2021 72.6 6.0% 3.11 2 23.4 20.7
2022 77.0 6.0% 3.05 2 25.3 21.3
2023 80.8 5.0% 2.99 2 27.0 22
2024 84.8 5.0% 2.93 2 29.0 22.6
2025 89.1 5.0% 2.87 2 31.0 23.3

This is an update of my past projection of China's GDP growth and currency appreciation. In May, 2007, I had projected an end of year 7.4 currency exchange rate.

2007 and 2008 GDP projections

December 26, 2007

How individualized medicine might be approved with existing regulations

Dr. Eric Hoffman envisions that some parts of the approval process may be developed for DNA-like molecular medicine as a 'class' of drugs, rather than individual testing of hundreds of different sequences.

Dr. Hoffman is a world-renowned human geneticist, who is the Director of the Research Center for Genetic Medicine, a James Clark Professor of Pediatrics at Children’s National Medical Center and George Washington University.

"The patients and their families are crossing their fingers that the drug’s overall chemistry can be shown to be safe," he says.

How can DNA-like drugs specific to a single patient’s mutation go through the existing approval process" Are the current standards of rodent and monkey toxicity studies relevant and appropriate for DNA-like drugs, when the animals do not have the same DNA target (or off-target) sequences as humans" These and other questions are certain to pose exciting challenges to both the approval and marketing processes of drugs.

Brain enhancing drugs and procedures

Academics, musicians, even poker champs use pills to sharpen their minds, legally. Labs race to develop even more.

The medicine cabinet of so-called cognitive enhancers also includes Ritalin, commonly given to schoolchildren for attention deficit hyperactivity disorder, and beta blockers, such as the heart drug Inderal. Researchers have been investigating the drug Aricept, which is normally used to slow the decline of Alzheimer's patients. The drugs haven't been tested extensively in healthy people, but their physiological effects in the brain are well understood.

They are all just precursors to the blockbuster drug that labs are racing to develop.

"Whatever company comes out with the first memory pill is going to put Viagra to shame," said University of Pennsylvania bioethicist Paul Root Wolpe.

In the world of classical music, a survey conducted a decade ago revealed one-quarter of flutists used Inderal pills before some or all of their performances or in high-pressure situations like auditions. She believes use is now more widespread and estimates that three-quarters of musicians she knows use the drugs at least occasionally.

Cosmetic neurology, as some call it, has risks. Ritalin, Adderall and other ADHD drugs can cause headaches, insomnia and loss of appetite. Provigil can make users nervous or anxious and bring on headaches, while beta blockers can cause drowsiness, fatigue and wheezing.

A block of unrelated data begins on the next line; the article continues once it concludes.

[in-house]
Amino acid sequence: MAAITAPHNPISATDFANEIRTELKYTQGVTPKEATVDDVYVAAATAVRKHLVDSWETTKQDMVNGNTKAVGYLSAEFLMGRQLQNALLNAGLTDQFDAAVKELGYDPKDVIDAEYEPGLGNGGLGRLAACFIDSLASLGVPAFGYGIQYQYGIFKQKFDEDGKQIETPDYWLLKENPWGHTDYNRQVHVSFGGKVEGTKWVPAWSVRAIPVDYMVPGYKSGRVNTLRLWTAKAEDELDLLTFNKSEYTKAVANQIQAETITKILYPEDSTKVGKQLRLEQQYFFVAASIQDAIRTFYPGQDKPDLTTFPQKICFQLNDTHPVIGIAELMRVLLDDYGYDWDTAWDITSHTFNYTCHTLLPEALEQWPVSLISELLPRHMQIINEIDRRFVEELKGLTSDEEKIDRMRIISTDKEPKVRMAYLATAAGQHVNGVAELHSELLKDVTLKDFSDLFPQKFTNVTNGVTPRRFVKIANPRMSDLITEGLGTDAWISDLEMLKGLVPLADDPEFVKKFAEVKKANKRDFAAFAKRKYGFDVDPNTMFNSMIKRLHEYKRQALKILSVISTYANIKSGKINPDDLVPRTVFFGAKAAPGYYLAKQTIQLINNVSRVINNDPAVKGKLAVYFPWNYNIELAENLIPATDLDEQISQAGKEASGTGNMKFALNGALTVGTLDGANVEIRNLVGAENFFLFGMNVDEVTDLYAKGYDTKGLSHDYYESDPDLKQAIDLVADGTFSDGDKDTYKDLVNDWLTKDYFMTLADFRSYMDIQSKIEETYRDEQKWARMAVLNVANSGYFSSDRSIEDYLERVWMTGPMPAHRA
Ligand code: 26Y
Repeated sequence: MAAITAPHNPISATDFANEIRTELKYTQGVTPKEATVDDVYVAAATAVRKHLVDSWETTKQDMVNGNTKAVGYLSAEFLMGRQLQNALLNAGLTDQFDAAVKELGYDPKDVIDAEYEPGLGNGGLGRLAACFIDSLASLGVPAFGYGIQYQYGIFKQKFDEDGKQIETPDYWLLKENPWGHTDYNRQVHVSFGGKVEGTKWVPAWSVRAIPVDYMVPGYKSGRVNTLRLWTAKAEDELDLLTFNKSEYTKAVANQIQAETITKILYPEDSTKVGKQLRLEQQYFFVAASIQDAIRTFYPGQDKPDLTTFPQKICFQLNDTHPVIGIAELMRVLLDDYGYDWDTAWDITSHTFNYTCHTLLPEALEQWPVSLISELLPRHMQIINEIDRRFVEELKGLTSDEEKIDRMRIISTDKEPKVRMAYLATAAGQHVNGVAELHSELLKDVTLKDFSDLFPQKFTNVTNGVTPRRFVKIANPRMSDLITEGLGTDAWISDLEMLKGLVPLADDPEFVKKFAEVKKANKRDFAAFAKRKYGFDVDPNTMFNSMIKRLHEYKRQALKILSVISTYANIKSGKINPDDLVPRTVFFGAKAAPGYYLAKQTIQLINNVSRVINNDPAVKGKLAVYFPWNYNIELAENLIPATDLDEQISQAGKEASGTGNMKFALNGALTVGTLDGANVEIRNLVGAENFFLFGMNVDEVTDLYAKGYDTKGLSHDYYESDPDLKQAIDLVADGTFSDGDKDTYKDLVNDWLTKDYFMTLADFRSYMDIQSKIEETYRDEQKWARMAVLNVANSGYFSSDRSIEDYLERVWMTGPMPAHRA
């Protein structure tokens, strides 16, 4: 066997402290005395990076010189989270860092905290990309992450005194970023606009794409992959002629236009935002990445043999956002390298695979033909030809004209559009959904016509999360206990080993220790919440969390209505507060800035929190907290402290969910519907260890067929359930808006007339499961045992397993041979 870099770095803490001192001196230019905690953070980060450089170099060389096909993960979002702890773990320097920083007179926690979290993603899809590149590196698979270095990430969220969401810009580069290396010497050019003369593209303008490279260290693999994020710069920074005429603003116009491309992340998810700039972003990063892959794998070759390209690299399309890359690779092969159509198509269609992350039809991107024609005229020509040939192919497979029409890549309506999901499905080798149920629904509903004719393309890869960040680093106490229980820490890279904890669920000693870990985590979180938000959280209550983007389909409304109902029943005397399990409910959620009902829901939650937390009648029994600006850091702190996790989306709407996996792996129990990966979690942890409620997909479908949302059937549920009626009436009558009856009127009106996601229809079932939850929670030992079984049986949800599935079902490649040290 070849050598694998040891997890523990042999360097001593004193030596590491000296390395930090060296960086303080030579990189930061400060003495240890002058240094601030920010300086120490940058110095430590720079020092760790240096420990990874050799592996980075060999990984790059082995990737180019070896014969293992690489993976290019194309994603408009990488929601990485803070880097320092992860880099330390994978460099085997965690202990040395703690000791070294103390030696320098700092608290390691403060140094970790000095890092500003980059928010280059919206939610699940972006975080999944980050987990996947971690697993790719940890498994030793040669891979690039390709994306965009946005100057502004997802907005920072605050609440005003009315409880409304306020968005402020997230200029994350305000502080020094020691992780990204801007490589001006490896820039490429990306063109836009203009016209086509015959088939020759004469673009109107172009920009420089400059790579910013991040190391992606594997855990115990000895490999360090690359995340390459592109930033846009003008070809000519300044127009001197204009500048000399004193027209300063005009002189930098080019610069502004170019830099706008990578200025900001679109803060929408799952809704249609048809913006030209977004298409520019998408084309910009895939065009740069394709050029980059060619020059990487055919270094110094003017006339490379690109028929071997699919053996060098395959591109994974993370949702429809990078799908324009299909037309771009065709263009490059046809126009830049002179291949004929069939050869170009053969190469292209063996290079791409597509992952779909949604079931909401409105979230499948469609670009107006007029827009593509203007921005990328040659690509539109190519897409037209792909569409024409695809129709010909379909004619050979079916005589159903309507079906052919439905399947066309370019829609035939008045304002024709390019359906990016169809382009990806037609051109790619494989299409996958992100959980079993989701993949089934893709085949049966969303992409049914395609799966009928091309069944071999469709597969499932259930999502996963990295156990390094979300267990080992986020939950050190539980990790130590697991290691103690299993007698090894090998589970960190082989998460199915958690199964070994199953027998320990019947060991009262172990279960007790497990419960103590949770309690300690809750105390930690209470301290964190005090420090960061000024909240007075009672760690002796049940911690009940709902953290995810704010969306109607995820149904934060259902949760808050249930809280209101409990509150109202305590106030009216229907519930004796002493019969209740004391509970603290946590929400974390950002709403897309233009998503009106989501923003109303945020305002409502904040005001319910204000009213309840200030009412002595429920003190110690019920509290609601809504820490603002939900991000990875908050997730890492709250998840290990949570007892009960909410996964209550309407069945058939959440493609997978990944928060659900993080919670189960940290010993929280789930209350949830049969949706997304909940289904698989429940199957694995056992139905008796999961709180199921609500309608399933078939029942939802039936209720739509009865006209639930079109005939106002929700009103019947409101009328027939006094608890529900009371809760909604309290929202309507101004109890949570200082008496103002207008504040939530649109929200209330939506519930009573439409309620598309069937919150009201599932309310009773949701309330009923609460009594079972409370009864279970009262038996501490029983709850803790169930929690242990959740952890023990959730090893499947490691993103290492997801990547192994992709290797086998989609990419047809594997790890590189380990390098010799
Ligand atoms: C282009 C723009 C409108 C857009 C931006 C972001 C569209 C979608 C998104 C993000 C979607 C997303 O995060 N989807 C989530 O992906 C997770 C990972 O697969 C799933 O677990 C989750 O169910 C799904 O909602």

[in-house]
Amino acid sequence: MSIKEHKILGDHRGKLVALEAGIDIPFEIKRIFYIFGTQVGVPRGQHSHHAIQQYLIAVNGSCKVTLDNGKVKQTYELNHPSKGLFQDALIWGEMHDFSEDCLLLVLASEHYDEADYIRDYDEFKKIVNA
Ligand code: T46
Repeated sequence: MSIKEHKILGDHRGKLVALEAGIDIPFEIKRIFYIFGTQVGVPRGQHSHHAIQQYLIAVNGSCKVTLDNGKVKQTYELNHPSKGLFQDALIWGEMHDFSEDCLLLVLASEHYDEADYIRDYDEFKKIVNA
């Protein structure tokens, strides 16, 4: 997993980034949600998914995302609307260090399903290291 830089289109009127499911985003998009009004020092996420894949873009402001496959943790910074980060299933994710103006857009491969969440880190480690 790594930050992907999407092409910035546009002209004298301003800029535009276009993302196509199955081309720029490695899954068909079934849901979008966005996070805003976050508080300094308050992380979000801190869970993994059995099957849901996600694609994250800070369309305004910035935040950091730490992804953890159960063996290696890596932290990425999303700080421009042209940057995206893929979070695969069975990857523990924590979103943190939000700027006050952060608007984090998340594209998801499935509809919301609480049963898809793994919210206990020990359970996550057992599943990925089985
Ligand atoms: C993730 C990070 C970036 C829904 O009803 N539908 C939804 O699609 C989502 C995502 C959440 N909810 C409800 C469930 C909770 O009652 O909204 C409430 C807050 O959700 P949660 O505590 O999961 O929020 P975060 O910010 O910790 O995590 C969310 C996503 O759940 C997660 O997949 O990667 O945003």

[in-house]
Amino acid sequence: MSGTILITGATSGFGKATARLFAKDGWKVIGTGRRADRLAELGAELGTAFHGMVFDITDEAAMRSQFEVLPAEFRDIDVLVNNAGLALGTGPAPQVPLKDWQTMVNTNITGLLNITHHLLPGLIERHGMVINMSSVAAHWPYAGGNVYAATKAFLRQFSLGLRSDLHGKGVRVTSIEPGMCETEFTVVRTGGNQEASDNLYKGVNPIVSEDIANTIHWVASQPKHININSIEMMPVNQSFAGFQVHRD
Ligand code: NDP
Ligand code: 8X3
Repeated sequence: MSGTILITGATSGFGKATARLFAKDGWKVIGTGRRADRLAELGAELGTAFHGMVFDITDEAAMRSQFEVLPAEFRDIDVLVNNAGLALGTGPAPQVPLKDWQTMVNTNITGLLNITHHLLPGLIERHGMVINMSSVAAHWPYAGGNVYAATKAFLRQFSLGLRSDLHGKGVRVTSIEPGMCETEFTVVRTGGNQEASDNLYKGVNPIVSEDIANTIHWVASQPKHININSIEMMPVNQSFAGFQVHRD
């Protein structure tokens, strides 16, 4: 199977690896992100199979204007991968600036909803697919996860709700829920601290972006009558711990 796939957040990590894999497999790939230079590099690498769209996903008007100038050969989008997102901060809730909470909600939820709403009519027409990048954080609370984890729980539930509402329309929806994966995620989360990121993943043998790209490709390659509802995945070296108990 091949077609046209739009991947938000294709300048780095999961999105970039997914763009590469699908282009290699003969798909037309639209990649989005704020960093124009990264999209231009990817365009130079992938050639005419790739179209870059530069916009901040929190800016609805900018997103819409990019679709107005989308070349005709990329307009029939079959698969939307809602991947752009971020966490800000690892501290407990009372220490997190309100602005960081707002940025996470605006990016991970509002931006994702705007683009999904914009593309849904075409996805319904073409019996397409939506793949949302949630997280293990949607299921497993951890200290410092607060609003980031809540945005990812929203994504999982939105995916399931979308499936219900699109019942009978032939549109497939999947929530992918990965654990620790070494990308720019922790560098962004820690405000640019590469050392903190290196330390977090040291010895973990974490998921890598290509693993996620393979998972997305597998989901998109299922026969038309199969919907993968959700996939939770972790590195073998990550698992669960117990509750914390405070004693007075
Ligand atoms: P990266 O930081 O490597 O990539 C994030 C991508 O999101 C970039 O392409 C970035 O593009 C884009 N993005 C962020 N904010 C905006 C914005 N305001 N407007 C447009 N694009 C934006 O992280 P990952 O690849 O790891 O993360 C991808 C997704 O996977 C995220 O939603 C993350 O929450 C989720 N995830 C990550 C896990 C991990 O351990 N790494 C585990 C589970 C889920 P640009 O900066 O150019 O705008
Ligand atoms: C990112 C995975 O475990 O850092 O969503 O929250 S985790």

Participating in a research project, Stenger downed a green gelatin cap containing a drug called modafinil/Provigil). Within an hour, his attention sharpened. So did his memory. He aced a series of mental-agility tests. If his brainpower would normally rate a 10, the drug raised it to 15, he said.

Cambridge University psychologist Barbara Sahakian considers modafinil (marketed commercially under the name Provigil) especially intriguing. Its developers aren't sure exactly how it keeps drowsiness at bay. But even in healthy people, the medication appears to deliver measurable improvements with few side effects.

In a series of experiments in 2001, Sahakian and colleagues found that in games that test mental skill, subjects who took a 200-milligram dose of modafinil paid closer attention and used information more effectively than subjects given a sugar pill.

Confronted with conflicting demands, the people on modafinil moved more smoothly from one task to the next and adjusted their strategies of play with greater agility. In short, they worked smarter and were better at multi-tasking.

Mem 1414, a PDE4 inhibitor, is still in clinical trials.

A pdf on brain enhancement drugs.

Wikipedia on nootropic, brain enhancing drugs

Gene therapy for enhancing memory and learning in animals

Oil prices in 2008

Iraq is producing 2.3 million barrels of oil a day, up from 1.9 million at the outbreak of war in 2003 and substantially higher than January this year, when it dipped to a low of 1.7 million barrels. Although a trillion or so dollars was spent and more trillions will be spent, there seems the distinct possibility that there finally be some economic benefits to offset the costs.

Continuing success in stabilizing Iraq could allow for 3 million barrels of oil per day from Iraq in 2008 and 3.5 million barrels per day by the end of 2009.
Iraq then hopes to boost output to six million bpd 10 years from now, Iraq Oil Minister Hussein Shahristani said. He said that to reach the targets, Iraq needed to improve its export infrastructure by building new terminals in the Gulf as well as new pipelines to neighbouring countries, including to the east, to Iran.

Some of the new supply will come from Saudi Arabia, which is opening up another oil field. There are a number of big projects coming onstream in the US Gulf of Mexico, Brazil, Russia, and Kazakhstan.